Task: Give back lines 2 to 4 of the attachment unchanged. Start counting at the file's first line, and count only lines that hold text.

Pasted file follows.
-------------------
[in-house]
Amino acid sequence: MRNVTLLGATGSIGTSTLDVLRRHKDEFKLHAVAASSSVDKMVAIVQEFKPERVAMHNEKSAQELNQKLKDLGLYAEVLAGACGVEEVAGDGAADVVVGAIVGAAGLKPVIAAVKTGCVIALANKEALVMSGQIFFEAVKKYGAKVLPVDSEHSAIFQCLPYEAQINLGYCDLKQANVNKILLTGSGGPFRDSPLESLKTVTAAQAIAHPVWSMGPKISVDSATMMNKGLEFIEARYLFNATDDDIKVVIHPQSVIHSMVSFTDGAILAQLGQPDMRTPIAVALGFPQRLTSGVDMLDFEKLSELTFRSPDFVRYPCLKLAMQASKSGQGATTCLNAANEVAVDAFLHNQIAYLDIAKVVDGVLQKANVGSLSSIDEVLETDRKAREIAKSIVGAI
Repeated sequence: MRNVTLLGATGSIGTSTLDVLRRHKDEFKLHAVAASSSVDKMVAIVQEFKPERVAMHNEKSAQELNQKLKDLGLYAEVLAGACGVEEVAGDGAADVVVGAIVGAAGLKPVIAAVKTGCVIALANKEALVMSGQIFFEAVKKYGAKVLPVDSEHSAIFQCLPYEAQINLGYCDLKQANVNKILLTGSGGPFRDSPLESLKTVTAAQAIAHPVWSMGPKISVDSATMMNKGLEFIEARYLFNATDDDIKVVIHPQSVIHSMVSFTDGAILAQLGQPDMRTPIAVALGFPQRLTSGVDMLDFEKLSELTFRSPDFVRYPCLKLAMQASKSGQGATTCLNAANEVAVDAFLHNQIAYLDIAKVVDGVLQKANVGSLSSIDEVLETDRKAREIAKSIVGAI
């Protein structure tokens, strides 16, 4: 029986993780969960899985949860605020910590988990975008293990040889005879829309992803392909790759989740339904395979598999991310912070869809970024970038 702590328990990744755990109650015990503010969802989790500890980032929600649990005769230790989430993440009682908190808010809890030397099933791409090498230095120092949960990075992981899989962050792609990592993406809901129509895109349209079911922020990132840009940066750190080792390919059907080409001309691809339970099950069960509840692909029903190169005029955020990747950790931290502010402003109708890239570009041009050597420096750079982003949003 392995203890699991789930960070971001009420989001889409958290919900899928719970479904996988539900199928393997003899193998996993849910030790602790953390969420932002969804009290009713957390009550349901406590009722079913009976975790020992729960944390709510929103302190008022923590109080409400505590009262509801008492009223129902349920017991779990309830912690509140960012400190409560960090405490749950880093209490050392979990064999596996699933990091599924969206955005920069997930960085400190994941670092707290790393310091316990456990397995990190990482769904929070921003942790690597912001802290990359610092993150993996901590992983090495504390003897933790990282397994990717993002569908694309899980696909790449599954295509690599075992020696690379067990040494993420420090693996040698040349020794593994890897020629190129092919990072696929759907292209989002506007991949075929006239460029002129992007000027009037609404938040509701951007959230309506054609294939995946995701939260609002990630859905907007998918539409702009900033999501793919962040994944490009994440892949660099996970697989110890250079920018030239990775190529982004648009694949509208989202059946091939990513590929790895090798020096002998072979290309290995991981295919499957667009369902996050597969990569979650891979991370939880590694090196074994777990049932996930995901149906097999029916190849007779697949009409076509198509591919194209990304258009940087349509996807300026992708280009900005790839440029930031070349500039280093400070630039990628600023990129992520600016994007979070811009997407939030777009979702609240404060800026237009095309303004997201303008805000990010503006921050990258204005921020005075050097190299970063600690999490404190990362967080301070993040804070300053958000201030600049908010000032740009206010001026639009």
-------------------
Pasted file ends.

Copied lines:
Amino acid sequence: MRNVTLLGATGSIGTSTLDVLRRHKDEFKLHAVAASSSVDKMVAIVQEFKPERVAMHNEKSAQELNQKLKDLGLYAEVLAGACGVEEVAGDGAADVVVGAIVGAAGLKPVIAAVKTGCVIALANKEALVMSGQIFFEAVKKYGAKVLPVDSEHSAIFQCLPYEAQINLGYCDLKQANVNKILLTGSGGPFRDSPLESLKTVTAAQAIAHPVWSMGPKISVDSATMMNKGLEFIEARYLFNATDDDIKVVIHPQSVIHSMVSFTDGAILAQLGQPDMRTPIAVALGFPQRLTSGVDMLDFEKLSELTFRSPDFVRYPCLKLAMQASKSGQGATTCLNAANEVAVDAFLHNQIAYLDIAKVVDGVLQKANVGSLSSIDEVLETDRKAREIAKSIVGAI
Repeated sequence: MRNVTLLGATGSIGTSTLDVLRRHKDEFKLHAVAASSSVDKMVAIVQEFKPERVAMHNEKSAQELNQKLKDLGLYAEVLAGACGVEEVAGDGAADVVVGAIVGAAGLKPVIAAVKTGCVIALANKEALVMSGQIFFEAVKKYGAKVLPVDSEHSAIFQCLPYEAQINLGYCDLKQANVNKILLTGSGGPFRDSPLESLKTVTAAQAIAHPVWSMGPKISVDSATMMNKGLEFIEARYLFNATDDDIKVVIHPQSVIHSMVSFTDGAILAQLGQPDMRTPIAVALGFPQRLTSGVDMLDFEKLSELTFRSPDFVRYPCLKLAMQASKSGQGATTCLNAANEVAVDAFLHNQIAYLDIAKVVDGVLQKANVGSLSSIDEVLETDRKAREIAKSIVGAI
């Protein structure tokens, strides 16, 4: 029986993780969960899985949860605020910590988990975008293990040889005879829309992803392909790759989740339904395979598999991310912070869809970024970038 702590328990990744755990109650015990503010969802989790500890980032929600649990005769230790989430993440009682908190808010809890030397099933791409090498230095120092949960990075992981899989962050792609990592993406809901129509895109349209079911922020990132840009940066750190080792390919059907080409001309691809339970099950069960509840692909029903190169005029955020990747950790931290502010402003109708890239570009041009050597420096750079982003949003 392995203890699991789930960070971001009420989001889409958290919900899928719970479904996988539900199928393997003899193998996993849910030790602790953390969420932002969804009290009713957390009550349901406590009722079913009976975790020992729960944390709510929103302190008022923590109080409400505590009262509801008492009223129902349920017991779990309830912690509140960012400190409560960090405490749950880093209490050392979990064999596996699933990091599924969206955005920069997930960085400190994941670092707290790393310091316990456990397995990190990482769904929070921003942790690597912001802290990359610092993150993996901590992983090495504390003897933790990282397994990717993002569908694309899980696909790449599954295509690599075992020696690379067990040494993420420090693996040698040349020794593994890897020629190129092919990072696929759907292209989002506007991949075929006239460029002129992007000027009037609404938040509701951007959230309506054609294939995946995701939260609002990630859905907007998918539409702009900033999501793919962040994944490009994440892949660099996970697989110890250079920018030239990775190529982004648009694949509208989202059946091939990513590929790895090798020096002998072979290309290995991981295919499957667009369902996050597969990569979650891979991370939880590694090196074994777990049932996930995901149906097999029916190849007779697949009409076509198509591919194209990304258009940087349509996807300026992708280009900005790839440029930031070349500039280093400070630039990628600023990129992520600016994007979070811009997407939030777009979702609240404060800026237009095309303004997201303008805000990010503006921050990258204005921020005075050097190299970063600690999490404190990362967080301070993040804070300053958000201030600049908010000032740009206010001026639009």